In 2017, the Ulster Historical Foundation was involved in a project titled ‘1718: An Archaeological Perspective on Ulster Migration to New England’. The objective of the project was to archaeologically investigate, through a combination of survey and excavation, the settlement architecture of the Bann Valley in the early eighteenth century.

The project received financial support from the Historic Environment Fund of the Historic Environment Division (Department for Communities) and was delivered by Dr William Roulston in association with the Centre for Archaeological Fieldwork (now the Centre for Community Archaeology) at Queen’s University Belfast represented by Dr Cormac McSparron.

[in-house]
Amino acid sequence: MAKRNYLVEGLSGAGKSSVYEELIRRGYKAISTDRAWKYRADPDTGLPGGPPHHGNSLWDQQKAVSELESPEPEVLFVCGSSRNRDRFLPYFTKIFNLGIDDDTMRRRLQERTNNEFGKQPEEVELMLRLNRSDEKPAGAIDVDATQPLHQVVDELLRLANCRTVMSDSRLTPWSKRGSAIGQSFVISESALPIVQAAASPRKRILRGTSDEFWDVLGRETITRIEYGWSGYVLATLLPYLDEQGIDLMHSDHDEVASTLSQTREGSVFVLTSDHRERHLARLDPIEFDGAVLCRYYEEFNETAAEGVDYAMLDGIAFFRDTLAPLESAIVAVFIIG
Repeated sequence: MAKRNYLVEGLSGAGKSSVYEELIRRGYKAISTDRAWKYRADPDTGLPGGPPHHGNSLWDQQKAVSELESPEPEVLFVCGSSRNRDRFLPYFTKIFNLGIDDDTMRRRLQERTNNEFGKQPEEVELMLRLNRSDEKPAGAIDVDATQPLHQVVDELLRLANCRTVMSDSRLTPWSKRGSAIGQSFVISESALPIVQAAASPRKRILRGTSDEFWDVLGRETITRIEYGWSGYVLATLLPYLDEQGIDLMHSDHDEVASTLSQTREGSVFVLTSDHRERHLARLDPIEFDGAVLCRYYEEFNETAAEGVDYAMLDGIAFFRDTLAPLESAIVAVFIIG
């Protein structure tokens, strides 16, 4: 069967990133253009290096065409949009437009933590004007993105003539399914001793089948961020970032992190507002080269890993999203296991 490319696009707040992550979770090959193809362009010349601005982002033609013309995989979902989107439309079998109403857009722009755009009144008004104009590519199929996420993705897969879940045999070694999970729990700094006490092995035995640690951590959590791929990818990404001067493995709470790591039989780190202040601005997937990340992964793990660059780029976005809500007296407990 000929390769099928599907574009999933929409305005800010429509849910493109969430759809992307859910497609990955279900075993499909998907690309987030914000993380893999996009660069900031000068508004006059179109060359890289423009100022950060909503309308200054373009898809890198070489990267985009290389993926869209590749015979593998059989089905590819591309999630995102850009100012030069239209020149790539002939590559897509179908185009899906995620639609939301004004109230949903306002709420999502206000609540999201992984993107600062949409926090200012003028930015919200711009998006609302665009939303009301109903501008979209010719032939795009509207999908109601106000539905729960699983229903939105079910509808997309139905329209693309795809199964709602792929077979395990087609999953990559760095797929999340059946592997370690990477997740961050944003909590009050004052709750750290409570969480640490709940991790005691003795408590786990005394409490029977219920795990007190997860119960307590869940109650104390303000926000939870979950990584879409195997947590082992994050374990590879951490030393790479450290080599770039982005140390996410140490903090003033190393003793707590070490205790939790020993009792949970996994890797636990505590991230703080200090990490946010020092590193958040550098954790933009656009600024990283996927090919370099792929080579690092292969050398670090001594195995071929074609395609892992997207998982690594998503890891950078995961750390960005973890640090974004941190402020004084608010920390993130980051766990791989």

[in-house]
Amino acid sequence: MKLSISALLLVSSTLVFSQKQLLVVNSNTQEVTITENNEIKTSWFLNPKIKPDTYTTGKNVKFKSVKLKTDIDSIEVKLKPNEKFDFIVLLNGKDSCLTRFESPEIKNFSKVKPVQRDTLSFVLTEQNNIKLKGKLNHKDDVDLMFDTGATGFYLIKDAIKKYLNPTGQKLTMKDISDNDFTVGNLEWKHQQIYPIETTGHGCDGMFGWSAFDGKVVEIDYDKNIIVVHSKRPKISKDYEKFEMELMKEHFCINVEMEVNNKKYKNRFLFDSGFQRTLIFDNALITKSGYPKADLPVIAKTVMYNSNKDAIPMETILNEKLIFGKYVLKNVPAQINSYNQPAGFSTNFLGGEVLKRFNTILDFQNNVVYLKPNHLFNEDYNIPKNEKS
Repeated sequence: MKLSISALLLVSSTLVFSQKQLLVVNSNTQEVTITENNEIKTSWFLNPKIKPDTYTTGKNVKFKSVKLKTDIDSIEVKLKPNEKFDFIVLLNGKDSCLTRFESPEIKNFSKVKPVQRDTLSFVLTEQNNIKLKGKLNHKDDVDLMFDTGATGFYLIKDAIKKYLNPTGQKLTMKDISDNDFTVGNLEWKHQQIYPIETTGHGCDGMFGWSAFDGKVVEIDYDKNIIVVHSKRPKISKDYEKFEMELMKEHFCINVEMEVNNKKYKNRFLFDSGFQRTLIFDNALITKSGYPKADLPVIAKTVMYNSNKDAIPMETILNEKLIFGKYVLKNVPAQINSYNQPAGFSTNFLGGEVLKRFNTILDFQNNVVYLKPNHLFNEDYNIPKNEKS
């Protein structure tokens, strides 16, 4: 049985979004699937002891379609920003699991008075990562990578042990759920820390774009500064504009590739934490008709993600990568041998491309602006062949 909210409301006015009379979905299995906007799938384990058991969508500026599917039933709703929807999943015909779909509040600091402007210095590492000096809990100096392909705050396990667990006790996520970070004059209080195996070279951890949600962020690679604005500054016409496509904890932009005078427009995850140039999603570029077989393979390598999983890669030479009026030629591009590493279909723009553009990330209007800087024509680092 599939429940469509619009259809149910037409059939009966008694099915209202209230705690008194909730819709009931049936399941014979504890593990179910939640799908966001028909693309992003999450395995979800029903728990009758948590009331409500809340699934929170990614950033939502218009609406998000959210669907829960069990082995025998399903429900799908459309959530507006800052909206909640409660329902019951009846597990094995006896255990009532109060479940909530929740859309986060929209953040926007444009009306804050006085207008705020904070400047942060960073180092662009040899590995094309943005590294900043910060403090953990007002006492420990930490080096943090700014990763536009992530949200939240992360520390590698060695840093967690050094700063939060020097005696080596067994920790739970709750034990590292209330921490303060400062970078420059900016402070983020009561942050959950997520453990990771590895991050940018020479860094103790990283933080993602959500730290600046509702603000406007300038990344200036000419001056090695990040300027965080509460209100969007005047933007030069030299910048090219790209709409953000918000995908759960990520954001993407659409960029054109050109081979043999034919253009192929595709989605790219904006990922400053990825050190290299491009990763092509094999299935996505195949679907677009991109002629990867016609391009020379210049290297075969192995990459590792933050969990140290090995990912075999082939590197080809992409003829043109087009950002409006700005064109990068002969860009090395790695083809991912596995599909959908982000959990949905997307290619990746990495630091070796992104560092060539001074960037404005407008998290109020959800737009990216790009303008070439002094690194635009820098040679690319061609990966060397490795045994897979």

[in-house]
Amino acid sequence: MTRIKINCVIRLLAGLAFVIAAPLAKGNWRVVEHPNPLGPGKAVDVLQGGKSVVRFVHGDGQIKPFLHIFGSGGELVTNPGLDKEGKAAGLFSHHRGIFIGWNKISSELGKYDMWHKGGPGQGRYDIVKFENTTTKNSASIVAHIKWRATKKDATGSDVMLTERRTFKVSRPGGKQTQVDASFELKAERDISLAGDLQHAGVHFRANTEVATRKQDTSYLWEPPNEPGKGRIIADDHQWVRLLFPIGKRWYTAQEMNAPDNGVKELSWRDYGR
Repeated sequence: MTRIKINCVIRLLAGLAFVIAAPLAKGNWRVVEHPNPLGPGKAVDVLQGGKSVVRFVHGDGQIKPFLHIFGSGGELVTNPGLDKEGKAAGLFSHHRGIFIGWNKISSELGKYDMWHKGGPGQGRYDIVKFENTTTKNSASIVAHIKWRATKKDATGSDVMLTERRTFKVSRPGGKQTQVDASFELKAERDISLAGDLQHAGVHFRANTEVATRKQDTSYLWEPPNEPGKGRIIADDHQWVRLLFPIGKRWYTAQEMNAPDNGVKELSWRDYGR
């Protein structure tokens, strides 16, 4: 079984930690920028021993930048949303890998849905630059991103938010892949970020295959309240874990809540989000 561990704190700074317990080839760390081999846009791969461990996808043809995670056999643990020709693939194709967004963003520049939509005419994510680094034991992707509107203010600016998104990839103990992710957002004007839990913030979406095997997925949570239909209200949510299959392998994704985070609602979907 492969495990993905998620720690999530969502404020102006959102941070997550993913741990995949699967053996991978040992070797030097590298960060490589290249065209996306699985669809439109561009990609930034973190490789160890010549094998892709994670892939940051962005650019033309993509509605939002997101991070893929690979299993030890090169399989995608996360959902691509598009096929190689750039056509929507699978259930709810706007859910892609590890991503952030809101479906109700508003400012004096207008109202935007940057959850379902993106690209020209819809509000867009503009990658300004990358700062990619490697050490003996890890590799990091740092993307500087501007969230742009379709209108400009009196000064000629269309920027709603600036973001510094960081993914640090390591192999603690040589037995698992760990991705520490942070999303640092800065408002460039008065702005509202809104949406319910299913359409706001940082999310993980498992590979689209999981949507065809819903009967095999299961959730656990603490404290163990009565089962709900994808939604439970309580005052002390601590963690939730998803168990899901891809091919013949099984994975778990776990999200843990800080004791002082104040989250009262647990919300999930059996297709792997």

A small excavation at a vernacular house at Brockaghaboy, near Garvagh, County Londonderry, established that it is probably an eighteenth-century building. In addition, the project identified a number of previously unknown settlements likely to have been in use at around the time of the 1718 migration and found above ground traces of some of these houses and associated garden plots still visible today.

Garvagh Museum poster

Furthermore, the project revealed several apparently fruitful avenues for further research generally on the Post Medieval vernacular settlement landscape in Ulster. A well-attended community event was held in Garvagh Museum on Saturday, 11 March, when there was an opportunity for members of the public to learn more about the work undertaken during the course of the project.